But the mark - originally the size of a golf ball on the left hand side of Isabel's face - trebled in size within a month and covered her left ear.
"When she was born they (doctors and nurses) brought the baby over and said 'she has a small lump," Yvonne recalls.
"I thought 'that's not a small lump, it is massive'. I was crying, I had never seen anything like it before. It was just ginormous.
"It was supposed to be a happy day but it wasn't at all.
"They tried to reassure us and said it was a strawberry birthmark but it just did not look right."
An hour after her birth on March 1, weighing a healthy 7lb 10z after a planned Caesarean at Poole Hospital, Dorset, Isabel was taken for an ultrasound examination, from which doctors concluded the mark was a harmless birthmark.
"We must have seen 20 doctors and they never questioned the original diagnosis, they just all said 'it's a birthmark' and told us not to worry," says Yvonne.
As the mark began to grow and bleed, Yvonne, 32, a nurse herself and mother-of-four, repeatedly took Isabel back to hospital but she said doctors prescribed only a medication to shrink birthmarks.
Yvonne insisted on further investigation and Isabel underwent an MRI scan at Southampton Hospital on March 6.
She said: "The doctor was really nonchalant and said 'I bet on my life that it is a birthmark, I don't want to see you for a year'.
"We had to chase the results for about two to three weeks. Luckily, another doctor at the hospital saw them and we were referred to Great Ormond Street for a review."
But as the family waited for their April 19 appointment in London, Isabel's mark began to grow and trebled in size.
They returned to Poole Hospital on April 5 and stayed for four days. Doctors remained insistent that the tumour was a birthmark and prescribed propanolol to shrink it.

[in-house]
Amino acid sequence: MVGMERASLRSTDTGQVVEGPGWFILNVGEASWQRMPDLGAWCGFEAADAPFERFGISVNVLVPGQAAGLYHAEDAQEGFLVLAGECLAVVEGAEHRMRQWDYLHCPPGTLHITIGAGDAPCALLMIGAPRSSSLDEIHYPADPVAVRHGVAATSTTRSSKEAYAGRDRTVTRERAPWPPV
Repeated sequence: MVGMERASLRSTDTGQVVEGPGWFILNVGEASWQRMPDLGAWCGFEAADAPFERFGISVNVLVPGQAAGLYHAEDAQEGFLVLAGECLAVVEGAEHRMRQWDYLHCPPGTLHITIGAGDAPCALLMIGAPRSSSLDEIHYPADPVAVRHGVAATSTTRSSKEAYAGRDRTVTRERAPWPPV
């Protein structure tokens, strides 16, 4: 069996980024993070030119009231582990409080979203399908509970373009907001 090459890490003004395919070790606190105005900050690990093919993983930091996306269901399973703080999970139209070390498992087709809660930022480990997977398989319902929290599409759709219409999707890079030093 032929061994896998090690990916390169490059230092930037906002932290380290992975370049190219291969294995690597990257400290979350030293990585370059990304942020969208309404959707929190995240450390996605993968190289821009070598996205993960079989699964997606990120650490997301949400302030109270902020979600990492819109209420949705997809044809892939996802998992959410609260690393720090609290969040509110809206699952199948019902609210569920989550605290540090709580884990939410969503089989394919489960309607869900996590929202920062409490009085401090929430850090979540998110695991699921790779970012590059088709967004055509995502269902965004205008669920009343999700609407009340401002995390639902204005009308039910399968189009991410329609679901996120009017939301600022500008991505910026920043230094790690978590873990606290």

But the mark began to blister and, on April 16, it ruptured while Yvonne and her partner Anthony Roch, were giving Isabel a bath.
They returned to Poole Hospital and demanded that Isabel stay in for observation for the next three days until her appointment.
On April 19 Isabel was taken by ambulance to Great Ormond Street Hospital, where an ear, nose and throat consultant ordered a biopsy.
The biopsy was performed a day later. On April 24, Isabel's parents were given the devastating news that she had an extremely rare sarcoma tumour and the cancer had spread to her bone marrow.
Five days later on April 29 Isabel had a six-hour operation to remove the cancerous cells on April 29. She has lost her entire ear and has a large scar on her face.
Isabel, who is now four months old, began chemotherapy on May 1. Yvonne and Isabel's dad Anthony, 37, a recruitment consultant, have been told their little baby may need more chemotherapy in the future should the cancer return.
Yvonne said: "To consider what she has gone through in such a short space of time, she is amazing, absolutely amazing.
Yvonne is now considering legal action against the hospital.
A spokesman for Poole Hospital NHS Foundation Trust told the Daily Mail: 'We are very concerned to hear the family is unhappy with the care their daughter received, and would urge them to contact us directly so we can discuss these fully and answer any questions they may have.
'We have a duty to protect our patients' confidentiality and it would not be appropriate for us to comment further.'
A spokeswoman for University Hospitals Southampton NHS Foundation Trust declined to comment.